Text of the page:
An insurance company deposited its remaining policy limits with the court after settling with several, but not all, of the claimants in a personal-injury lawsuit.
The non-settling plaintiffs cried foul and invoked Wisconsin’s direct-action statute to argue that the policy limits should have been distributed in their entirety pro rata among all the claimants in accordance with each one’s damages.
The Court of Appeals was called on to weigh in.
Claims against the insurer
Donald Lewallen was driving his construction company’s van to a job site with his stepson and two employees when the van and a vehicle driven by Patricia Hamerski got into a fierce collision.
Lewallen, his stepson and Hamerski died at the scene. The two employees, Curtis Lovelien and Timothy Kroening, were injured.
Lovelien and Kroening sued Austin Mutual Insurance Company, the liability insurer of Lewallen and his construction company.
But they weren’t the only ones with claims against this insurer. The co-defendants – Hamerski’s estate, her adult son and her underinsured-motorist carrier – crossclaimed against it, and Lewallen’s widow intervened with a wrongful-death claim on the behalf of her son.
Hamerski’s estate and son settled with her underinsured-motorist carrier, and assigned their claims to that carrier.
Austin Mutual was willing to pay its full policy limits of $500,000, and tried to effectuate a global settlement with the underinsured carrier, as well as with Lovelien, Kroening, and Lewallen’s widow.
When that failed, Austin Mutual settled with Lewallen’s widow for $185,000 and the underinsured carrier for $60,000. Thus, the only claims not settled were those of the plaintiffs Lovelien and Kroening.
Austin Mutual deposited the remaining $255,000 under its policy with the Trempealeau county clerk of court to be distributed to Lovelien and Kroenig.
Circuit court action
Trempealeau County Circuit Judge John Damon dismissed Austin Mutual from the lawsuit after it had deposited those funds.
It then asked Lovelien’s attorney to propose a distribution of the funds, and in the end ordered that $225,000 be distributed to Lovelien and $30,000 to Kroenig.
Accord and satisfaction
Austin Mutual argued that the appeal was moot because of the doctrine of accord and satisfaction. The court of appeals, in a decision by District III Judge Mark Seidl, disagreed.
Accord and satisfaction is an agreement to discharge a disputed claim. “After receiving an offer, the creditor’s cashing of the full payment check constitutes an accord and satisfaction which discharges the entire debt” and is a defense against any action to enforce the claim.
Here, the so-called offer was actually made pursuant to a court order rather than being an independent offer to settle the plaintiffs’ claims. Moreover, the plaintiffs “could not have done more to manifest” their rejection of the so-called offer since they objected at every turn. Additionally, there was nothing in the record demonstrating that they had, in fact, cashed the court-ordered distribution checks.
Therefore, there was no accord and satisfaction.
Direct action statute
The thrust of the plaintiffs’ appeal was that the direct-action statute, sec. 632.24, “mandates that each person entitled to recover against that insured is entitled to their pro rata share of the applicable policy limit, based on the amount of damages each person sustained.”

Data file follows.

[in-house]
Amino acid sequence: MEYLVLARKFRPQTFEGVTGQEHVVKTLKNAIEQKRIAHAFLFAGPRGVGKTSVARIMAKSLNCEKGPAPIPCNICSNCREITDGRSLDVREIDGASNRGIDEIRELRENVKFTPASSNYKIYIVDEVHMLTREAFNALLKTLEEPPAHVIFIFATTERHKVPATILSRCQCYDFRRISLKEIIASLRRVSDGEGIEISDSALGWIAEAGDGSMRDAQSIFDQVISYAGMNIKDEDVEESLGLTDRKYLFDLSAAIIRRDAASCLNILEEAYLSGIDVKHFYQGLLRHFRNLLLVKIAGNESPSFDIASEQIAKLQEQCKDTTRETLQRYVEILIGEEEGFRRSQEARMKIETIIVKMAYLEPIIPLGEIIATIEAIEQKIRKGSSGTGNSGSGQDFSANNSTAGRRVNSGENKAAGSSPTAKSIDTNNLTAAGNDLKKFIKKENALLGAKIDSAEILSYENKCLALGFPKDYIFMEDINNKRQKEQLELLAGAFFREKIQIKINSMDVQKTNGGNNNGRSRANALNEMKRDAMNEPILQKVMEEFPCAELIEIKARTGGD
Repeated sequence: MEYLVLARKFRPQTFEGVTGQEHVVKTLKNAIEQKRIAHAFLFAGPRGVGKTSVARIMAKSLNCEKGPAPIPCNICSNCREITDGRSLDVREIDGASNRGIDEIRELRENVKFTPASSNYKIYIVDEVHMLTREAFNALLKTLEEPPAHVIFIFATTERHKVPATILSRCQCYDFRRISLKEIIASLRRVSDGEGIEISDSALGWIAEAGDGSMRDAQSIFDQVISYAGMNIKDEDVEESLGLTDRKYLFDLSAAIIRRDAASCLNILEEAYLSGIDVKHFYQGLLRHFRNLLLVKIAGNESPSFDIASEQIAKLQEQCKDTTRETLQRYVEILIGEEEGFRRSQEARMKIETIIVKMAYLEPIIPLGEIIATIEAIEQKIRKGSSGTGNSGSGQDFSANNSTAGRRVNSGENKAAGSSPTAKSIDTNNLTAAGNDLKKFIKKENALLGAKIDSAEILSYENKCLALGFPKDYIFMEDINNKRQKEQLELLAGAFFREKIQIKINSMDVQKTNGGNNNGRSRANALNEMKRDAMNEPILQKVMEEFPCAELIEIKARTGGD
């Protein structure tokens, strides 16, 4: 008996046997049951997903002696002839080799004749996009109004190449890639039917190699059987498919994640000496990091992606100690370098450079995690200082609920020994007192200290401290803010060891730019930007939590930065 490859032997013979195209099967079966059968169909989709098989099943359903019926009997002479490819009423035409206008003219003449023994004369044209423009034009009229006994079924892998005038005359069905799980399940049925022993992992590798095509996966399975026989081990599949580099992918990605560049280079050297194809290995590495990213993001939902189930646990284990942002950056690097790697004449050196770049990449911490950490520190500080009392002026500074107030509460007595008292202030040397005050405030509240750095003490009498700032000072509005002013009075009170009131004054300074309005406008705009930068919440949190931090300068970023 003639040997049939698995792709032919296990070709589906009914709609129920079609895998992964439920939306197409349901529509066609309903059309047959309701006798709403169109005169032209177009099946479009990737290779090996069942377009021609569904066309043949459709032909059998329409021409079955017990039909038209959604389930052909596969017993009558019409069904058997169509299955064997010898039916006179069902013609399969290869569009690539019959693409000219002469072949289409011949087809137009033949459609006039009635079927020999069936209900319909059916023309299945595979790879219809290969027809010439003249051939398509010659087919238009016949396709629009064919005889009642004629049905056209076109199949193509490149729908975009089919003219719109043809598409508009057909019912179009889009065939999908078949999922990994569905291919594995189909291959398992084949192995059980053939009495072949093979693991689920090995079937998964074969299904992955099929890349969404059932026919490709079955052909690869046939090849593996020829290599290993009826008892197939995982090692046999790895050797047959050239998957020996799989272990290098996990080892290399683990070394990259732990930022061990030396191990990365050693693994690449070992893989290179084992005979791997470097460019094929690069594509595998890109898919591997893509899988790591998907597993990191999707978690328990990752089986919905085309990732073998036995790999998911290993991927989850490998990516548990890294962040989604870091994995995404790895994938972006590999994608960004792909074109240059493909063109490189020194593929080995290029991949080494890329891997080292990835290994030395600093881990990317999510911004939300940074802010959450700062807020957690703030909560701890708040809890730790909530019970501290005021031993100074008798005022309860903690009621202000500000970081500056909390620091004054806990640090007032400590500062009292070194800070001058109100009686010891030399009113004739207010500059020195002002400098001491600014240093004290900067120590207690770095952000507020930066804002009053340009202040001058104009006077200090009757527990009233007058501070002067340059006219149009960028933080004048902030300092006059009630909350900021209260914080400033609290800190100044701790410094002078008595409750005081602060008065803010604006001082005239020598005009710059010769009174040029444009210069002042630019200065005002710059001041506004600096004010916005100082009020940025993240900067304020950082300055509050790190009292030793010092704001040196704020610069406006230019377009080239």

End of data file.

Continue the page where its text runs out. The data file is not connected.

The court was unpersuaded.
It pointed out that sec. 632.24 provides that a liability insurer is directly liable to the person entitled to recover from its insured, but, by its plain language, only up to the policy limits.
“Nothing in the language of the statute mandates that a distribution be ‘pro rata’ … when the policy limits are insufficient to satisfy all claimants.”
Additionally, the court found the argument inconsistent with the insurer’s right to settle at any time with any claimant. Seidl also wrote that it meant an insurer would have to litigate each case in order to determine the damages of each claimant.
The plaintiffs posited that fair distribution of insufficient policy limits is a valid public-policy consideration, but the court demurred to the legislature for such a determination.
Lastly, the plaintiffs cited a number of Wisconsin cases involving pro rata distribution of insufficient policy limits post-verdict. The court found them inapposite to this case since the issue here revolves around pretrial distributions.
What pathetically insufficient policy limits for an accident resulting in the death of two adults and a teenager, and bodily injuries to two other adults.
Notwithstanding the obvious shortfall each claimant would receive, the plaintiffs seem to have dug their heels in at the possibility of paltry compensation for their injuries.
The plaintiffs’ primary argument in favor of pro rata distribution of insufficient policy limits does have facial appeal. It resonates in basic fairness.
And although the court thought it would lead to the need to litigate each case to determine damages, the fact of the matter is that insurers routinely estimate and determine amounts of damages in settling claims.
Nonetheless, the plaintiffs grounded their argument in the direct-action statute and there simply is no support for it there.
The case also offers an interesting argument about the application of the accord and satisfaction doctrine.